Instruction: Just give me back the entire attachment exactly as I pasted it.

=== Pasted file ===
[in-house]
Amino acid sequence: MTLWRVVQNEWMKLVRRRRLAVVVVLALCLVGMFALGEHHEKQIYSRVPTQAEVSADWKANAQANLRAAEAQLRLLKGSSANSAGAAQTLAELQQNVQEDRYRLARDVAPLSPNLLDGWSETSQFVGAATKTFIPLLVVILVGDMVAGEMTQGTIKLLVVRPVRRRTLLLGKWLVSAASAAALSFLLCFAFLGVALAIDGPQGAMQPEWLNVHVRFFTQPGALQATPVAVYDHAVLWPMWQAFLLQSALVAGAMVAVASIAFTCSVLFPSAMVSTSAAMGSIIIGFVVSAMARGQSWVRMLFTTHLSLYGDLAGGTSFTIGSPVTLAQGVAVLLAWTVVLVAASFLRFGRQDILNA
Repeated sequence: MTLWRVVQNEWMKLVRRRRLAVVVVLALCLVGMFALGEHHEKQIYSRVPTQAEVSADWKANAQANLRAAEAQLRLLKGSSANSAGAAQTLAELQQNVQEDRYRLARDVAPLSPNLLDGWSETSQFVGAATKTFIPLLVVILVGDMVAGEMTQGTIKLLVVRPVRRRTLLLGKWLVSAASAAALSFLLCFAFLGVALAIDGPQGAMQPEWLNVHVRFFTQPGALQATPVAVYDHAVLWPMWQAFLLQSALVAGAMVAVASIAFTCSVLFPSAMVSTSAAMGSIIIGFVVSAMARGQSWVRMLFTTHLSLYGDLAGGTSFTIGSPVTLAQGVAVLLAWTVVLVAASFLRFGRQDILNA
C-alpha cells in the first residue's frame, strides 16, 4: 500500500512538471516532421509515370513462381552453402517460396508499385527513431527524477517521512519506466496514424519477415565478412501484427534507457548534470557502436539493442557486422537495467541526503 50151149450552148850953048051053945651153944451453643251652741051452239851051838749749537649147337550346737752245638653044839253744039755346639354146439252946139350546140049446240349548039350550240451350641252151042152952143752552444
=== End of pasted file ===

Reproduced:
[in-house]
Amino acid sequence: MTLWRVVQNEWMKLVRRRRLAVVVVLALCLVGMFALGEHHEKQIYSRVPTQAEVSADWKANAQANLRAAEAQLRLLKGSSANSAGAAQTLAELQQNVQEDRYRLARDVAPLSPNLLDGWSETSQFVGAATKTFIPLLVVILVGDMVAGEMTQGTIKLLVVRPVRRRTLLLGKWLVSAASAAALSFLLCFAFLGVALAIDGPQGAMQPEWLNVHVRFFTQPGALQATPVAVYDHAVLWPMWQAFLLQSALVAGAMVAVASIAFTCSVLFPSAMVSTSAAMGSIIIGFVVSAMARGQSWVRMLFTTHLSLYGDLAGGTSFTIGSPVTLAQGVAVLLAWTVVLVAASFLRFGRQDILNA
Repeated sequence: MTLWRVVQNEWMKLVRRRRLAVVVVLALCLVGMFALGEHHEKQIYSRVPTQAEVSADWKANAQANLRAAEAQLRLLKGSSANSAGAAQTLAELQQNVQEDRYRLARDVAPLSPNLLDGWSETSQFVGAATKTFIPLLVVILVGDMVAGEMTQGTIKLLVVRPVRRRTLLLGKWLVSAASAAALSFLLCFAFLGVALAIDGPQGAMQPEWLNVHVRFFTQPGALQATPVAVYDHAVLWPMWQAFLLQSALVAGAMVAVASIAFTCSVLFPSAMVSTSAAMGSIIIGFVVSAMARGQSWVRMLFTTHLSLYGDLAGGTSFTIGSPVTLAQGVAVLLAWTVVLVAASFLRFGRQDILNA
C-alpha cells in the first residue's frame, strides 16, 4: 500500500512538471516532421509515370513462381552453402517460396508499385527513431527524477517521512519506466496514424519477415565478412501484427534507457548534470557502436539493442557486422537495467541526503 50151149450552148850953048051053945651153944451453643251652741051452239851051838749749537649147337550346737752245638653044839253744039755346639354146439252946139350546140049446240349548039350550240451350641252151042152952143752552444